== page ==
To be a creative I believe is something that is innate within you, it drives you, and to a certain extent, is your life force.
Creativity is probably one of the most important characteristics of being human. It is one of the main traits that makes us successful not only as individuals but as a species.
Therefore there is much to be said about the importance of creativity in our lives.
According to the Oxford dictionary creativity is defined as the use of imagination or original ideas to create something. Therefore we often think about creativity as making, but I have also come across a description of creativity meaning ‘to grow’, a definition I think is the closest to describing just how creativity operates.
When I am creative I feel as if the world, and all that is in it, is vibrantly alive and that indeed I am growing as a person.
Whether it is something that is a part of one’s nature or something that can emerge through nurture, I will leave to science to determine. However in my case I have been one of the lucky ones who has been surrounded by creativity all my life. It is probably why I have been prepared to embrace it not only as an important, but a vital, element of life.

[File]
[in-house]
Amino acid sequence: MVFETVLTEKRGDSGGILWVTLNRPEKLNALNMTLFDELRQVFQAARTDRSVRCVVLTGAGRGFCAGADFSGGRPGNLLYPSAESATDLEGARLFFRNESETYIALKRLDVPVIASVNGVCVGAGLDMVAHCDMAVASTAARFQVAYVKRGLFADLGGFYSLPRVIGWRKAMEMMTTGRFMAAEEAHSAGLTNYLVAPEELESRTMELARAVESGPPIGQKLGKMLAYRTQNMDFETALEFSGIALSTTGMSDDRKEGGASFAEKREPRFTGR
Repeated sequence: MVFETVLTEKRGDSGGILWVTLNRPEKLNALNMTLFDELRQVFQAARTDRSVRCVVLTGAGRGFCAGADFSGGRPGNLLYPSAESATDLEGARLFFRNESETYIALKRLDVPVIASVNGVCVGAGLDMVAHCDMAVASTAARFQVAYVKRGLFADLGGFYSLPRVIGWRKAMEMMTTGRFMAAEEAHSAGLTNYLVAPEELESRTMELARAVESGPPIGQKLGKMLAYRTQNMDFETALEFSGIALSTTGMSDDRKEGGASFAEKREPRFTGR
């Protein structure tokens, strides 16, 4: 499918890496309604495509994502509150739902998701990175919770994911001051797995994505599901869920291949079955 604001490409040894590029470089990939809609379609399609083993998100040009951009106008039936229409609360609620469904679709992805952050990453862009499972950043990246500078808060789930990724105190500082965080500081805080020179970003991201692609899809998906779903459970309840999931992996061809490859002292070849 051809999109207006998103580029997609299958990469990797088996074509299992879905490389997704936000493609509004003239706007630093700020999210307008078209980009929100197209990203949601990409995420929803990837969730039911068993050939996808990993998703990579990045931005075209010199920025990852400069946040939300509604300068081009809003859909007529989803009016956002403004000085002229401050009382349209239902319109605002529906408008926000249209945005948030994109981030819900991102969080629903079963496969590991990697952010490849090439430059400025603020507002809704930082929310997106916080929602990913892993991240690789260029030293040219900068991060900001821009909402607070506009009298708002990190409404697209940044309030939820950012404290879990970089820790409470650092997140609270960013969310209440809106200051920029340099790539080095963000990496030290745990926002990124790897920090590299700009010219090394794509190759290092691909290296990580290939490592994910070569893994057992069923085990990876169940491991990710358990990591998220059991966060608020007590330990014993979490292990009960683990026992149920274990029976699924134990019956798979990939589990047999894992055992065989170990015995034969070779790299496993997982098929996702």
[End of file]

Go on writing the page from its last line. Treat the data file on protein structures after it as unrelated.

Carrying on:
With an artist father and a foster father who was a master craftsman in shoemaking, there was no way I could escape creativity. I have never known a time where there hasn’t been someone doing something creative around me. Even my grandfather who could be described as an ‘Ocker’ Australian – a football, meat pie and Holden cars type of guy – was also to me a creative man. He built his own veranda extensions, the barbecue, a fountain and even a caravan, before his untimely death to cancer. Things all made his own hands (and often part of family projects).
While that familial male creativity was of a practical nature, there is also a history of what I would call intellectual creativity within my family, particularly on my father’s side.
My father’s three brothers all had creative careers at some point in their lives involving such fields as advertising, acting, music and copywriting. I recall going to the Dunstan Playhouse a few times during the 1970s and 1980s to watch Uncle John perform in State Theatre Company performances (the sets usually also painted by my father), or seeing him appear on the television through South Australian Film Corporation miniseries productions such as Sarah Dane and For The Term of His Natural Life. His wife, my Aunt Judy, was also an actor, one of her most notable roles being the schoolteacher in the 1976 adaption of Storm Boy (and yes I am looking forward to seeing the new movie when it is released soon). Even their children, my cousins, have been dancers, musicians and writers.
I also suspect that growing up in Adelaide during the Dunstan in the 1970s provided a significant backdrop to this creative output that surrounded me.